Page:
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John Flaxman RA (1755 - 1826)

RA Collection: People and Organisations

John Flaxman was born in York and grew up in London where he studied sculpture at the Royal Academy Schools from 1770. There, he became close friends with William Blake and Thomas Stothard. Flaxman was fascinated with ancient myth and literature from an early age and his work exemplifies the age of neoclassicism in Britain. In 1775 he began designing decorative figures for the Wedgwood pottery factory, showing an early willingness to adapt his art to the requirements of commerce and decoration.

In 1787 Flaxman embarked on a journey to Rome (with financial help from Wedgwood). He stayed for seven years, during which time he emerged as a major international figure. In Italy Flaxman found patrons willing to commission large and unconventional sculptures such as The Fury of Athamas (1790-94, National Trust), a subject from Ovid’s Metamorphoses.

It was also in Italy that Flaxman was commissioned to illustrate the works of Dante, Homer and Aeschylus. Many of his original drawings for these scenes are now in the RA collection. Flaxman’s illustrations were etched by Tommaso Piroli and sold in printed form and it was to these, more than his sculpture, that he owed his success overseas. No British sculptor before Henry Moore enjoyed a greater internatioonal reputation than Flaxman.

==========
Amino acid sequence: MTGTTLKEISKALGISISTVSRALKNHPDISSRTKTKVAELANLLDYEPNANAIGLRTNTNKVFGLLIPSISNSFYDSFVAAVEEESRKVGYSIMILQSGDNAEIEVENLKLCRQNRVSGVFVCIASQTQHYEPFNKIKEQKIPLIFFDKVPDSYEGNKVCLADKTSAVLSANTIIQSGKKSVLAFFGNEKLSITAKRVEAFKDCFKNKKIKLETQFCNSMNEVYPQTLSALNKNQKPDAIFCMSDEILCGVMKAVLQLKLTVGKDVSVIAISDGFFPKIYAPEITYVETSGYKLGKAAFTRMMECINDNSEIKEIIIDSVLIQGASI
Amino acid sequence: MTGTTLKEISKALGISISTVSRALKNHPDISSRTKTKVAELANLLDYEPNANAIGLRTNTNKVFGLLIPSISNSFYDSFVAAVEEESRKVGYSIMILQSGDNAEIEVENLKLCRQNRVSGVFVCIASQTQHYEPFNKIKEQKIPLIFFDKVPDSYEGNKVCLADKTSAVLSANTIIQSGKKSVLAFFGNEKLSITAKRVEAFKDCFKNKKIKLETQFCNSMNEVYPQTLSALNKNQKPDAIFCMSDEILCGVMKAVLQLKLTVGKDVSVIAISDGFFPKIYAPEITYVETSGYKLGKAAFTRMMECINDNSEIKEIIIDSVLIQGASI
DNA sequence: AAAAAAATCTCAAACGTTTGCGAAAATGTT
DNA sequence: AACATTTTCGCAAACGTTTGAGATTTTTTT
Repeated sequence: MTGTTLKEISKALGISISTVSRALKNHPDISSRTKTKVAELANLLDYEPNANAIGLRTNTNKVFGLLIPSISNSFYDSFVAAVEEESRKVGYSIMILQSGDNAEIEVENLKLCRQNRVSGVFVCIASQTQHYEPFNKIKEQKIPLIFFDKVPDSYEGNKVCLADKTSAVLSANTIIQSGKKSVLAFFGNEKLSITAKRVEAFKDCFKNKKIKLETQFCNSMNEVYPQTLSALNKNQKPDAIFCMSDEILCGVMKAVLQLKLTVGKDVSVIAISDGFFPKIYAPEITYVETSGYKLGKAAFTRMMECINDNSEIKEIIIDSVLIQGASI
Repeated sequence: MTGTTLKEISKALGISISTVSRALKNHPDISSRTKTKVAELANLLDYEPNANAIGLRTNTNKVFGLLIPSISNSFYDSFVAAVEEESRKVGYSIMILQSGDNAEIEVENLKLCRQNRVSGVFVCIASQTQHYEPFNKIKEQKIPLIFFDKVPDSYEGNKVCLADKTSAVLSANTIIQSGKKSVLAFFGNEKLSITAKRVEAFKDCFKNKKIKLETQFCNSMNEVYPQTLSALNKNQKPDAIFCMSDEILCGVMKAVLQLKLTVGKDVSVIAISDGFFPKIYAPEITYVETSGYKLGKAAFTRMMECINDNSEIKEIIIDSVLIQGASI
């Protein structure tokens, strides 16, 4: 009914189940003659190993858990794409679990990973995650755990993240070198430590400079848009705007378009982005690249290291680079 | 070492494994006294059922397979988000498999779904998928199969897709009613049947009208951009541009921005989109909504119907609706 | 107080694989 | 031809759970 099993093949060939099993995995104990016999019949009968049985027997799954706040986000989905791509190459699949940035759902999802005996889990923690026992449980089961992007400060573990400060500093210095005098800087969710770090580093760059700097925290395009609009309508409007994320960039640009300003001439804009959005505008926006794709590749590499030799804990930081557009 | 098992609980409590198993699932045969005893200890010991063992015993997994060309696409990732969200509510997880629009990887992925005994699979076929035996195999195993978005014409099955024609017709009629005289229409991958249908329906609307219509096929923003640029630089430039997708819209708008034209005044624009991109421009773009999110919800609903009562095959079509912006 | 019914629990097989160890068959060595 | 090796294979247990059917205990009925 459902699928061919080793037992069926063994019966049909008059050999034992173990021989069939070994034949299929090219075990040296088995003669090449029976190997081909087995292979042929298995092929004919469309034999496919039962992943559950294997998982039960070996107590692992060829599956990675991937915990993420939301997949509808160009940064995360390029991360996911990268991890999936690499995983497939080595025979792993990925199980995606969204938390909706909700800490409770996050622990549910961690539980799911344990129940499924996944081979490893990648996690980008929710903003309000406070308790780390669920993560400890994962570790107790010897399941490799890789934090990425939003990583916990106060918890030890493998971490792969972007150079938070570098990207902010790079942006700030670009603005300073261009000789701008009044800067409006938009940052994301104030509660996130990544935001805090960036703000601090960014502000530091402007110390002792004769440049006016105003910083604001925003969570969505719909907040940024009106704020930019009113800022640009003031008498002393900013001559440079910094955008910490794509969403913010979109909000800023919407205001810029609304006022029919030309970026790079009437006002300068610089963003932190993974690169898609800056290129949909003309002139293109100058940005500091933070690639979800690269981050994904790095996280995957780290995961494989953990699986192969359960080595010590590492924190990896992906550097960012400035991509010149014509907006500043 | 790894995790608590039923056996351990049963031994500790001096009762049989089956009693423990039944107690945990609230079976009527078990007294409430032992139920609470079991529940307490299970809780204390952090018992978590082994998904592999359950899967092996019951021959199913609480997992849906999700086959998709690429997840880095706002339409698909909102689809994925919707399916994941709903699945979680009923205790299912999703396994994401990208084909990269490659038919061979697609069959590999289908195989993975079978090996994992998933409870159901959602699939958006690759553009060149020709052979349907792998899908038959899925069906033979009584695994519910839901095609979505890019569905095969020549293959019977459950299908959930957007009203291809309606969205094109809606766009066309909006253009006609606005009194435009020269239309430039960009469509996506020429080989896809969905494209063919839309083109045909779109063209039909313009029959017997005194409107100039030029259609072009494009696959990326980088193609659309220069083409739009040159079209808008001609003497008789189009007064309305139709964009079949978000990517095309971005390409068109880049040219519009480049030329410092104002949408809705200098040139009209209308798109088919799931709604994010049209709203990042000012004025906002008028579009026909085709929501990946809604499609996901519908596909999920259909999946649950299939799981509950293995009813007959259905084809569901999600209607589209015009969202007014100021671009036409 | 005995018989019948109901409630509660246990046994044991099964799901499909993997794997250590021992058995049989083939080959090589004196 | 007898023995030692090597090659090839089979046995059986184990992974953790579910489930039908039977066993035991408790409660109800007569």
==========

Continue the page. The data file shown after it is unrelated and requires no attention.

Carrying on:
On his return from Italy, Flaxman began his career as a monumental sculpture in earnest, taking a particular interest in funerary monuments. He was elected an Associate of the RA (1797) and a full member in 1800, by which time his work was on display in all the major cathedrals, municipal buildings and galleries in England. His stone friezes Ancient Drama and Modern Drama, plaster models for which are in the RA collection, were made for the Covent Garden Theatre (now the Royal Opera House) in 1809. They were saved when the building burnt down in 1856 and were inserted into the new building, where they can still be seen.

The last twenty years of Flaxman’s life were commercially unsuccessful, however, as the larger studios of Francis Chantrey and John Rossi essentially took over his market. Nonetheless, Flaxman’s reputation remained high and in 1810 he was appointed as the first Professor of Sculpture at the Royal Academy. He began his lectures on sculpture in 1811, which unlike those of other academicians, were only published posthumously in 1829. In their gravity and erudition they were in keeping with the character and appearance of a conscientious, retiring man who was the opposite of the muscular, heroic image of the sculptor.

In 1874, a statue of Flaxman leaning on a bust of Homer was erected on the façade of Burlington House alongside Leonardo, Michelangelo and other of great artists, while thirty years later he was represented on the façade of the Victoria and Albert Museum, demonstrating his reputation in the nineteenth century.


Royal Academician

Born: 6 July 1755 in York, Yorkshire, England, United Kingdom

Died: 7 December 1826

Nationality: British

RA Schools student from 7 October 1769

Elected ARA: 6 November 1797

Elected RA: 10 February 1800

Professor of Sculpture: 1810 - 1826

Gender: Male

Preferred media: Sculpture, Chasing, and Illustration

Works by John Flaxman in the RA Collection

109 results

Works after John Flaxman in the RA Collection

226 results

Works associated with John Flaxman in the RA Collection

46 results

Associated books

27 results

Associated archives

69 results